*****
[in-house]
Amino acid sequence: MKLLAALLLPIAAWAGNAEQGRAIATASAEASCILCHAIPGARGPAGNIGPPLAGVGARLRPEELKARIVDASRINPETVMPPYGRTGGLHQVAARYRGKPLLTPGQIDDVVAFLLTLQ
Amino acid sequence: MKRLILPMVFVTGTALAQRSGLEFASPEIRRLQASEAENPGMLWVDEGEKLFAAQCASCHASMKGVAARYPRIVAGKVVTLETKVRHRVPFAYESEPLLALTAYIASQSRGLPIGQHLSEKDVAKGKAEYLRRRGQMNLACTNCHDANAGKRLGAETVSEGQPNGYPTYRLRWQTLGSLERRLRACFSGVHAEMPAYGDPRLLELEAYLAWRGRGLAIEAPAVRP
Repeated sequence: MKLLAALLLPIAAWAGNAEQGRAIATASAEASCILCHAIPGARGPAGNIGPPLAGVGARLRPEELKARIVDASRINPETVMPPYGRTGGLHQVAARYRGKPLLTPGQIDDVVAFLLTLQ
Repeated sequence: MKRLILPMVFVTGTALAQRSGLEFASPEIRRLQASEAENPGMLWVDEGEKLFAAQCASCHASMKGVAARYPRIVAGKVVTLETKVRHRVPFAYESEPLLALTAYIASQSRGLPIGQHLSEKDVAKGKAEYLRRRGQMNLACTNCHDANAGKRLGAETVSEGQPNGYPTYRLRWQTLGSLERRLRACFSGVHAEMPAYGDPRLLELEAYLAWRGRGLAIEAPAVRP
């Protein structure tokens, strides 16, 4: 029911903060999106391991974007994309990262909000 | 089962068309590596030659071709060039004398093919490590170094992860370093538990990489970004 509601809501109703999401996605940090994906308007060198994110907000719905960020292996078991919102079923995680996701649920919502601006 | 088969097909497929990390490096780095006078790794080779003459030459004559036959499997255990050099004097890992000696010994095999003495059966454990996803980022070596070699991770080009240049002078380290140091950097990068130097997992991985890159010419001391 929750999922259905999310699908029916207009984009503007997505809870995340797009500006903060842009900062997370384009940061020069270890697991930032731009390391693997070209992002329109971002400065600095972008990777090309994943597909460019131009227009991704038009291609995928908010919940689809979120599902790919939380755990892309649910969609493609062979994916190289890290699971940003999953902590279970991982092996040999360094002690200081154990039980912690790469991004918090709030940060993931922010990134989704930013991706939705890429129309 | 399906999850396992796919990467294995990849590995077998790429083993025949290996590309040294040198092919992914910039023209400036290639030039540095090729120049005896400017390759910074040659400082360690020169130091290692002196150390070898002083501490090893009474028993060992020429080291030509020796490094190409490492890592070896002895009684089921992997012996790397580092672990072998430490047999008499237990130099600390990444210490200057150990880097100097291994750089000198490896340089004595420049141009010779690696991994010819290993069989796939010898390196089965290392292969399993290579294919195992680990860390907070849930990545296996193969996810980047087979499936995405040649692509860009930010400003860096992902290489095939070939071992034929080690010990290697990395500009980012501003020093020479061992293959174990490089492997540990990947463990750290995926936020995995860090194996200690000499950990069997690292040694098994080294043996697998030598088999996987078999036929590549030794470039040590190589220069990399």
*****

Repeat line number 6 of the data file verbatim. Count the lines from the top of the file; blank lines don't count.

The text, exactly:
């Protein structure tokens, strides 16, 4: 029911903060999106391991974007994309990262909000 | 089962068309590596030659071709060039004398093919490590170094992860370093538990990489970004 509601809501109703999401996605940090994906308007060198994110907000719905960020292996078991919102079923995680996701649920919502601006 | 088969097909497929990390490096780095006078790794080779003459030459004559036959499997255990050099004097890992000696010994095999003495059966454990996803980022070596070699991770080009240049002078380290140091950097990068130097997992991985890159010419001391 929750999922259905999310699908029916207009984009503007997505809870995340797009500006903060842009900062997370384009940061020069270890697991930032731009390391693997070209992002329109971002400065600095972008990777090309994943597909460019131009227009991704038009291609995928908010919940689809979120599902790919939380755990892309649910969609493609062979994916190289890290699971940003999953902590279970991982092996040999360094002690200081154990039980912690790469991004918090709030940060993931922010990134989704930013991706939705890429129309 | 399906999850396992796919990467294995990849590995077998790429083993025949290996590309040294040198092919992914910039023209400036290639030039540095090729120049005896400017390759910074040659400082360690020169130091290692002196150390070898002083501490090893009474028993060992020429080291030509020796490094190409490492890592070896002895009684089921992997012996790397580092672990072998430490047999008499237990130099600390990444210490200057150990880097100097291994750089000198490896340089004595420049141009010779690696991994010819290993069989796939010898390196089965290392292969399993290579294919195992680990860390907070849930990545296996193969996810980047087979499936995405040649692509860009930010400003860096992902290489095939070939071992034929080690010990290697990395500009980012501003020093020479061992293959174990490089492997540990990947463990750290995926936020995995860090194996200690000499950990069997690292040694098994080294043996697998030598088999996987078999036929590549030794470039040590190589220069990399």